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I am a feminist because of Christ, the world's most avant-garde emancipator. When he praised Mary for choosing to learn from him over kitchen work (which we will always have with us), he was more radical than Gloria Steinem. But I know enough neurobiology to part ranks with feminists who say that gender is a social construct. Maybe because of some primordial wiring, I like to wear peasant skirts and make borscht, and I want to become a mother.

So I'm surprised that there isn't much room for women like me in the world of Stasi and John Eldredge as described in Captivating, which Publishers Weekly listed at number one on a June list of hardcover religion bestsellers. Many fans of Captivating are the women who bought the men in their lives the crazily popular Wild at Heart: Discovering the Secret of a Man's Soul by John Eldredge. They credit the Eldredges with transforming their faith from a duty-bound program to an ascent of the heart to its greatest lover. Sounds innocuous enough.

I worry, though, that the readers of Captivating have been sold a finicky idea of femininity—one that disregards the wondrous complexity God breathed into them.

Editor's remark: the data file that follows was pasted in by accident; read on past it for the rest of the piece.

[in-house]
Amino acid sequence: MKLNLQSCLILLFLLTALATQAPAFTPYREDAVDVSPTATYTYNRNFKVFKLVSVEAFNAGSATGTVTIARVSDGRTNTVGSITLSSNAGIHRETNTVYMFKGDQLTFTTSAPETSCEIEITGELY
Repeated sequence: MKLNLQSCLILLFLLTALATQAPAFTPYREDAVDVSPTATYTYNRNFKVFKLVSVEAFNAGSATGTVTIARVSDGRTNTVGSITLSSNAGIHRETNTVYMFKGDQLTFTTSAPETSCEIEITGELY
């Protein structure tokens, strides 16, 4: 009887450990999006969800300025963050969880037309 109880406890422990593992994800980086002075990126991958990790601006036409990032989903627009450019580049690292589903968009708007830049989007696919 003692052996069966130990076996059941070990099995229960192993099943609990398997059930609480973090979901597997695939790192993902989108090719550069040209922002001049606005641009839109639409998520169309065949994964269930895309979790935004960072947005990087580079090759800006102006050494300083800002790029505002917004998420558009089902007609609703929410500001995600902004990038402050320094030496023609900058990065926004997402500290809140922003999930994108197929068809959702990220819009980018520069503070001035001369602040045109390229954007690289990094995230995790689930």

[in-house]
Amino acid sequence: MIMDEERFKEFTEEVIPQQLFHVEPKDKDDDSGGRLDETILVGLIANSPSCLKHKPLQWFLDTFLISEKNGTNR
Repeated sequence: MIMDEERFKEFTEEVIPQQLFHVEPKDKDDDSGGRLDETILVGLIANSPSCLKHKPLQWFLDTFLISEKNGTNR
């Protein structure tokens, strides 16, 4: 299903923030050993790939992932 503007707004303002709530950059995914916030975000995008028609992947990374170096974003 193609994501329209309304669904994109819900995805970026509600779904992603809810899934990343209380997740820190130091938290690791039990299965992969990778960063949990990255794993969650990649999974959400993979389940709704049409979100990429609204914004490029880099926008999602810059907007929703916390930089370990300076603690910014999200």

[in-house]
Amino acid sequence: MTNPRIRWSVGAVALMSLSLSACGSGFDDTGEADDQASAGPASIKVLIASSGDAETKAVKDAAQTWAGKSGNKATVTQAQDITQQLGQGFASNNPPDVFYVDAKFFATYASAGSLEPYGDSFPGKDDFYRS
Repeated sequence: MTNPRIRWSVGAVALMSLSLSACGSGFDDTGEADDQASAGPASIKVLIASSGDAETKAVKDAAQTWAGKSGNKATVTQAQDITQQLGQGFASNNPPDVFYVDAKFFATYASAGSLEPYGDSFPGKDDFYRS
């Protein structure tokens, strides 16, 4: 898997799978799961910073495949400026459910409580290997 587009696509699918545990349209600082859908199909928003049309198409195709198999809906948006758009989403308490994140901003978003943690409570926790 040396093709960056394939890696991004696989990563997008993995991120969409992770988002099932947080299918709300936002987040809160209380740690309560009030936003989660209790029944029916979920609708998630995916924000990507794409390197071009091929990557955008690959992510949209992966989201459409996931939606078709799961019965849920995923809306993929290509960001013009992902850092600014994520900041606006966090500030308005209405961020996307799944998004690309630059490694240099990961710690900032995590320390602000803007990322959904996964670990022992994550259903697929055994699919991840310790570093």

Beware of "the domineering women," the Eldredges warn. They describe these vixens as the kind who "room alone when [they] travel." Who "receive corporate promotions." And who are "put in charge of our women's ministries." The gall! Ironically, the Eldredges scoff at bossy women just after they quote God's words of lament to Eve, predicting that, in the fallen world, the man would rule over her. They wrap their pronouncements in pop psychology, sentimentality, eisegesis, and clichés borrowed from Harlequin paperbacks: "How does a woman best love a man? The answer is simple: Seduce ...

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